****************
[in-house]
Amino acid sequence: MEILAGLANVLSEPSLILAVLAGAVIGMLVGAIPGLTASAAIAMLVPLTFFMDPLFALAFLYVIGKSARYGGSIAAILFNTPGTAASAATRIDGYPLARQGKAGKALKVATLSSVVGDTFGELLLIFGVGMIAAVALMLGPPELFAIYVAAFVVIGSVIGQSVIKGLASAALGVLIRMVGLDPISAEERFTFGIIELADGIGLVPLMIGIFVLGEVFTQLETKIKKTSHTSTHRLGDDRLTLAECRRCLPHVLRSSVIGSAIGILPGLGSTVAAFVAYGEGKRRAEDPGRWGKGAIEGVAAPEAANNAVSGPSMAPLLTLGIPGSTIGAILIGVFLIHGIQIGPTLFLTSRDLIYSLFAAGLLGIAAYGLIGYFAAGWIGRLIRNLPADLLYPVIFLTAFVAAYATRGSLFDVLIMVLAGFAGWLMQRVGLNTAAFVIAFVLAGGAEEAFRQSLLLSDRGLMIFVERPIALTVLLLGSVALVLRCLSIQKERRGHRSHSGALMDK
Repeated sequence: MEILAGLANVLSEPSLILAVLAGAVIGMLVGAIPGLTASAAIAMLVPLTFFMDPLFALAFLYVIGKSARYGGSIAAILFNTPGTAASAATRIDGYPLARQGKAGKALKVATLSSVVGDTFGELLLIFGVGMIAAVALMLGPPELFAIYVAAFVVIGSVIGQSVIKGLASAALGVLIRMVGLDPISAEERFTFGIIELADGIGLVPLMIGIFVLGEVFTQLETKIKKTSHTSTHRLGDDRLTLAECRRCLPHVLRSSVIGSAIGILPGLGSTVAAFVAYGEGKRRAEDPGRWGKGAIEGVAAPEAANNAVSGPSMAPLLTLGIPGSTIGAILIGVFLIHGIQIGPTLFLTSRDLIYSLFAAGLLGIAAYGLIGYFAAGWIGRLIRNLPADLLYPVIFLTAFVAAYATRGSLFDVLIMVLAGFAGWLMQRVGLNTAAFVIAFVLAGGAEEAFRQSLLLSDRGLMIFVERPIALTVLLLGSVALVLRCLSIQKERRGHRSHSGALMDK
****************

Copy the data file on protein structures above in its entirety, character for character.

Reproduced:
[in-house]
Amino acid sequence: MEILAGLANVLSEPSLILAVLAGAVIGMLVGAIPGLTASAAIAMLVPLTFFMDPLFALAFLYVIGKSARYGGSIAAILFNTPGTAASAATRIDGYPLARQGKAGKALKVATLSSVVGDTFGELLLIFGVGMIAAVALMLGPPELFAIYVAAFVVIGSVIGQSVIKGLASAALGVLIRMVGLDPISAEERFTFGIIELADGIGLVPLMIGIFVLGEVFTQLETKIKKTSHTSTHRLGDDRLTLAECRRCLPHVLRSSVIGSAIGILPGLGSTVAAFVAYGEGKRRAEDPGRWGKGAIEGVAAPEAANNAVSGPSMAPLLTLGIPGSTIGAILIGVFLIHGIQIGPTLFLTSRDLIYSLFAAGLLGIAAYGLIGYFAAGWIGRLIRNLPADLLYPVIFLTAFVAAYATRGSLFDVLIMVLAGFAGWLMQRVGLNTAAFVIAFVLAGGAEEAFRQSLLLSDRGLMIFVERPIALTVLLLGSVALVLRCLSIQKERRGHRSHSGALMDK
Repeated sequence: MEILAGLANVLSEPSLILAVLAGAVIGMLVGAIPGLTASAAIAMLVPLTFFMDPLFALAFLYVIGKSARYGGSIAAILFNTPGTAASAATRIDGYPLARQGKAGKALKVATLSSVVGDTFGELLLIFGVGMIAAVALMLGPPELFAIYVAAFVVIGSVIGQSVIKGLASAALGVLIRMVGLDPISAEERFTFGIIELADGIGLVPLMIGIFVLGEVFTQLETKIKKTSHTSTHRLGDDRLTLAECRRCLPHVLRSSVIGSAIGILPGLGSTVAAFVAYGEGKRRAEDPGRWGKGAIEGVAAPEAANNAVSGPSMAPLLTLGIPGSTIGAILIGVFLIHGIQIGPTLFLTSRDLIYSLFAAGLLGIAAYGLIGYFAAGWIGRLIRNLPADLLYPVIFLTAFVAAYATRGSLFDVLIMVLAGFAGWLMQRVGLNTAAFVIAFVLAGGAEEAFRQSLLLSDRGLMIFVERPIALTVLLLGSVALVLRCLSIQKERRGHRSHSGALMDK